The Maharashtra State Consumer Disputes Redressal Commission (MSCDRC) ordered Bank of India to pay its customer Rs82,000 for having cleared a cheque that was admittedly forged. This forged cheque, cleared by the Bank in 1993, was for an amount of Rs25,000.
There had been suspicious withdrawals from the customer’s account. The Bank was notified and the signature was found to be forged. The customer filed a police case and also approached the Central Mumbai District Consumer Disputes Redressal Forum. The District Forum agreed with the Bank’s contention that it had matched the forged signature with the signature on record and it could not be made to pay for the fraud.
The petitioner appealed against the judgement to MSCDRC which has accepted the customer’s application and ordered the Bank to pay the customer Rs82,000.
Kisan Vikas Patra (KVP), discontinued in 2011, has been re-launched on 18th November to boost small savings. KVP does not offer any tax advantage, just like bank fixed deposits.
It is also not part of 80C deduction. The reason for its popularity earlier was investment in cash, ease of transfer and liquidity. The government has now introduced know-your-customer (KYC) for small savings schemes but for KVP there is no need to submit PAN for investment of less than Rs50,000.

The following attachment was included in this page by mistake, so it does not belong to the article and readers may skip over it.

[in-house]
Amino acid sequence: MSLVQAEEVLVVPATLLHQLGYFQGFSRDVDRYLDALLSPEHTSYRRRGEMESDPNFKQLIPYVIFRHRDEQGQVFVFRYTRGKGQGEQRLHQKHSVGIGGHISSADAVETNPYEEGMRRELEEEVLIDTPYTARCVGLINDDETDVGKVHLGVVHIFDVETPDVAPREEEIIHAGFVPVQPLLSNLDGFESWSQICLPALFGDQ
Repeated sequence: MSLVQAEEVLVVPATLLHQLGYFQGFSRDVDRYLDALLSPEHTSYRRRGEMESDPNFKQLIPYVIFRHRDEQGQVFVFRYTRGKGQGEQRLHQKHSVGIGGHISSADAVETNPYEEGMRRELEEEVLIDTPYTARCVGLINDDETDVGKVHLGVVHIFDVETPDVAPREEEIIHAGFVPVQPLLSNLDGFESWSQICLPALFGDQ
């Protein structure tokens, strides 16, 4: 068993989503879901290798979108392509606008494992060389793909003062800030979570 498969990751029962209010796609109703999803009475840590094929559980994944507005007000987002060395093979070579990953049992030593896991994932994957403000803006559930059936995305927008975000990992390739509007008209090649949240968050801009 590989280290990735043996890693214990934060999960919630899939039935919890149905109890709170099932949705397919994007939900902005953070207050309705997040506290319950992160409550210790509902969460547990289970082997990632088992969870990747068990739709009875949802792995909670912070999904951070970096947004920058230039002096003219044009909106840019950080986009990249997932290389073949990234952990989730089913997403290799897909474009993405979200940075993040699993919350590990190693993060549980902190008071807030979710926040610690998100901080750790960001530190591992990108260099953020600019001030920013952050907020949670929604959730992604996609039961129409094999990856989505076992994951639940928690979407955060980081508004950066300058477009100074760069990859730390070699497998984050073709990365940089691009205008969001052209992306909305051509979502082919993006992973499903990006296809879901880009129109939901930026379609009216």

The minimum denomination is Rs1,000 and there is no ceiling on investment. KVP will mature in eight years and four months (100 months) which was the period to double your money without tax consideration. The rate of return will be 8.67% without considering tax. It will allow premature withdrawal (with conditions) after two and half years or in case of accountholder’s death. KVP will be available with post-offices and designated branches of nationalised banks. It can be an option for those with zero tax liability or those who having limited access to banks.
Gift deeds will be valid only if they have been registered, the stamp duty paid, and all other formalities completed, the Bombay High Court recently said in a ruling. The ruling came on a battle between two sisters over their mother’s bungalow at a prime location in Chembur.
Leena D’Souza, who had claimed her family had been gifted the bungalow by her mother, was stopped from selling or creating any third party rights over the property. The reason: the gift deed, reportedly made in 1985 was registered only in 2009, 10 years after the mother’s death in 1999.
Justice Roshan Dalvi rejected Leena’s plea to vacate its interim orders, on a petition filed by the other sister, that the bungalow must come to all heirs, according to the mother’s will. The judge noted that all gift deeds have to be compulsorily registered and it becomes valid only after stamp duty and other formalities are completed.